Second, there are a too many double-ups of producers (Torbreck, Leeuwin, Penfolds) that crowd out the lines. Leave depth to the Bordeaux pages. Rethink selling Australia away from multiple vintages from a single producer to offering more diversity and breadth. Have one producer’s chardonnay, but another’s cabernet for example.

    Third, too many old vintages. If they haven’t already sold, why/how will they now? Doesn’t matter whether they’re age-worthy, who’s buying them with a meal? (I venture this is not specific to the Aussie category, and of course common to a list of this size). Wines that collect dust represent foregone revenue. I would counsel de-listing some wines and making them available by somm special recommendation, replacing their spot with more current selections/varietals. This of course requires a commitment that’s very hard to get from a sommelier and staff pulled in many directions. Ideas welcome.

    Fourth, it’s an odd mix of retail/collector wines. Billi Billi shiraz 2010 at $49? I can pick up the 2012 for $12.99 downtown at Astor Wines. Torbreck RunRig 2004 for $450? It needs to be drunk, not collect dust. Again – disregard quality individually – but are these wines jumping off the page for a floor somm or diner? Do they hinder or help the Australian section as a whole?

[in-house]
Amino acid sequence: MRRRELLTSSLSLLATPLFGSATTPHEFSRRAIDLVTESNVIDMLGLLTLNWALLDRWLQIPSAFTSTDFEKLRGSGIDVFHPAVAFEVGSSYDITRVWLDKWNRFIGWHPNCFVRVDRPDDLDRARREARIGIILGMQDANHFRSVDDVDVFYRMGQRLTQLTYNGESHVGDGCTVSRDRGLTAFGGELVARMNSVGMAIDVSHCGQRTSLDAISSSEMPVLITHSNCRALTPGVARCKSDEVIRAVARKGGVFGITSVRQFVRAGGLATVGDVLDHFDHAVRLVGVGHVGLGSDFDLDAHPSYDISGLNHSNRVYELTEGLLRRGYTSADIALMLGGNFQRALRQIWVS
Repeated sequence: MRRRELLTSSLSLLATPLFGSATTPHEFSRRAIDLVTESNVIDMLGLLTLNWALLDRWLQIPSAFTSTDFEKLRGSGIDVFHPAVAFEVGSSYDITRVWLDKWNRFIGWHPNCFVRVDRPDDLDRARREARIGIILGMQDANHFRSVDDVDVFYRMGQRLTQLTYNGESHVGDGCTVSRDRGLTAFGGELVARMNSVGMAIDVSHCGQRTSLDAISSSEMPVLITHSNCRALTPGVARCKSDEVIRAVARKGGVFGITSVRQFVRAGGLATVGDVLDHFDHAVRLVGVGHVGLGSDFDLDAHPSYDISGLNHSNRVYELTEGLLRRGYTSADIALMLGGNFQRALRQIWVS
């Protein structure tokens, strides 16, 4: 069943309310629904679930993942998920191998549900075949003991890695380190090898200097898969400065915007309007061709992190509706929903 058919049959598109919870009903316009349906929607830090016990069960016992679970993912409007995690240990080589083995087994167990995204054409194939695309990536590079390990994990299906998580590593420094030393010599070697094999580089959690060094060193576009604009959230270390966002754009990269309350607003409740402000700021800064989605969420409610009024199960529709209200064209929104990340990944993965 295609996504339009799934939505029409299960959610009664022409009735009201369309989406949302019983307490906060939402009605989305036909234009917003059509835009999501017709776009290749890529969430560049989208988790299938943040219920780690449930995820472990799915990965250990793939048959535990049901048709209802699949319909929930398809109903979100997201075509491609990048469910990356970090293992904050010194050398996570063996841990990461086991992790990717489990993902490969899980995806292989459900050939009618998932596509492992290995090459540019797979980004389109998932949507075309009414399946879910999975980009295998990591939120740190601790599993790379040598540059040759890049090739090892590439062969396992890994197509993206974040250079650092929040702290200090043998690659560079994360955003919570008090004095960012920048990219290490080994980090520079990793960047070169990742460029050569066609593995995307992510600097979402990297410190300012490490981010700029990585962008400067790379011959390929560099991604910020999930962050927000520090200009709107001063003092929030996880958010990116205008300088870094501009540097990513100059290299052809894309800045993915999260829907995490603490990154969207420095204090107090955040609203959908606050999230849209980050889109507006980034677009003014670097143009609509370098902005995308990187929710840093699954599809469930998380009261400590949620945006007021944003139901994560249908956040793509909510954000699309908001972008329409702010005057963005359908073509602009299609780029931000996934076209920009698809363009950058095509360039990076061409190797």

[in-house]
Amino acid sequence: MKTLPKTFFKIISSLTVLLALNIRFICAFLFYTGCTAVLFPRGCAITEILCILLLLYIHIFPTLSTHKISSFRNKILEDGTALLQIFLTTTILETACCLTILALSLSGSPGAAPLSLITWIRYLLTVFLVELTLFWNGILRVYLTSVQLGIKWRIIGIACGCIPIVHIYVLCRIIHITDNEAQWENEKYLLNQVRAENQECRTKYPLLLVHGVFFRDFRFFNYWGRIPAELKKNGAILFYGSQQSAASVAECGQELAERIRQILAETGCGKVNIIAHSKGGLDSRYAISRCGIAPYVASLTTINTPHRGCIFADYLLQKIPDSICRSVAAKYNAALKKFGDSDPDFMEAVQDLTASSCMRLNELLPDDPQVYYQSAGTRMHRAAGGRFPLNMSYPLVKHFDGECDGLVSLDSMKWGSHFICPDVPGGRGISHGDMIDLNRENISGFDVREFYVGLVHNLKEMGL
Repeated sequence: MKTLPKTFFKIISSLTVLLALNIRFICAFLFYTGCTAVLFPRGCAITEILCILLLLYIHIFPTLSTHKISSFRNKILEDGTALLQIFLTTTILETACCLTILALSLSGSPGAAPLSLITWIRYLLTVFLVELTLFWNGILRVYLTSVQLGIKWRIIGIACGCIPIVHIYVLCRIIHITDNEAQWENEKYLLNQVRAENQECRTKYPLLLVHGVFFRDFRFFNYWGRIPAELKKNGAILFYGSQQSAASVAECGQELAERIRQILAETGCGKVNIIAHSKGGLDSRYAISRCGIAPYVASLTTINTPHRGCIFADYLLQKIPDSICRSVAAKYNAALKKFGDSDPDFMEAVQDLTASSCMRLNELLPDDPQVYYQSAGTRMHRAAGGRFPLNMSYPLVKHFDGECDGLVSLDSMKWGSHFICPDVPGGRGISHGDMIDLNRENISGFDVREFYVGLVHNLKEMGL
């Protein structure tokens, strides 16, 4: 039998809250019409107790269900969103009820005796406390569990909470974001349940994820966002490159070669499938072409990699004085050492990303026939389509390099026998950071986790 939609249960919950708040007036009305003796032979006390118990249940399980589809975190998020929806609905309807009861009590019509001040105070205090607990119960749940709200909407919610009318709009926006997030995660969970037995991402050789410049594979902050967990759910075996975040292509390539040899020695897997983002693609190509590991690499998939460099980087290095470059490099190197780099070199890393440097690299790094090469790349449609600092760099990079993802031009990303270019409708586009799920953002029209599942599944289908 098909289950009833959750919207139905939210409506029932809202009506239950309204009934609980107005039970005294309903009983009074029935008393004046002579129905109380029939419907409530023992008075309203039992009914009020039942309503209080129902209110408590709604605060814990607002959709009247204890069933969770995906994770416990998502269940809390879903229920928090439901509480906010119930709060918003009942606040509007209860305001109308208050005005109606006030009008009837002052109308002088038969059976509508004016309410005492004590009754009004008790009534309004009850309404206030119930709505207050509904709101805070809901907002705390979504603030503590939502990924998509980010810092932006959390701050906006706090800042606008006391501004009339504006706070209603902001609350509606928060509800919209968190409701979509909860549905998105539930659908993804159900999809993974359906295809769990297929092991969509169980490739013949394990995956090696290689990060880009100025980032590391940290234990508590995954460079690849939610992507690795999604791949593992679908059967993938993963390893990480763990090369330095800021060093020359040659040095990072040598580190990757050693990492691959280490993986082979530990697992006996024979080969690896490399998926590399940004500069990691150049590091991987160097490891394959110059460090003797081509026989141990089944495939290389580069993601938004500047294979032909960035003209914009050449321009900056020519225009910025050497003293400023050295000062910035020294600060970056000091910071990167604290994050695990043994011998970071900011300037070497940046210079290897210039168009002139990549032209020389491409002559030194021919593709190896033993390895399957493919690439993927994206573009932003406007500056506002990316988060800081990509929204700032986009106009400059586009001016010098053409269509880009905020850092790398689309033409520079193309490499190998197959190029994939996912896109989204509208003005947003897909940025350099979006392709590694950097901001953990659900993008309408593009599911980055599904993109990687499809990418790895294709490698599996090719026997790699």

Fifth, most important actually. Where’s the ‘steal’ on here for Australia where the value is so enormous it would’t make sense to buy the same varietal from another world region? That’s often what appeals to floor somms. For example – a Sicilian nerello mascalese may be a superb pick for somebody who likes Nebbiolo but can’t fork out for Barolo, and the somm may suggest that. What are the wines here where value clearly outweighs Rhone or California? Is it Streicker 2007 Cabernet at under $100 for the Bordeaux drinker?

    Sixth, follows from 5- no pinot noir, no semillon, one grenache, no alternative varietals. There’s AMAZING value in these categories of Australian wine (in the market) and this restaurant is missing out.

    In sum, any section should be making money for a restaurant rather than taking up precious storage area. The logic of constructing a lucrative Australian section has changed / is changing, and the list hasn’t kept up. I would take a smaller section prioritizing fluidity that stays fresh over a ‘classic’ list of Grange vintages. How do we convey such a logic for Aussie wine sections to trade?

  3. Ok…. I’ll bite….

    A few things….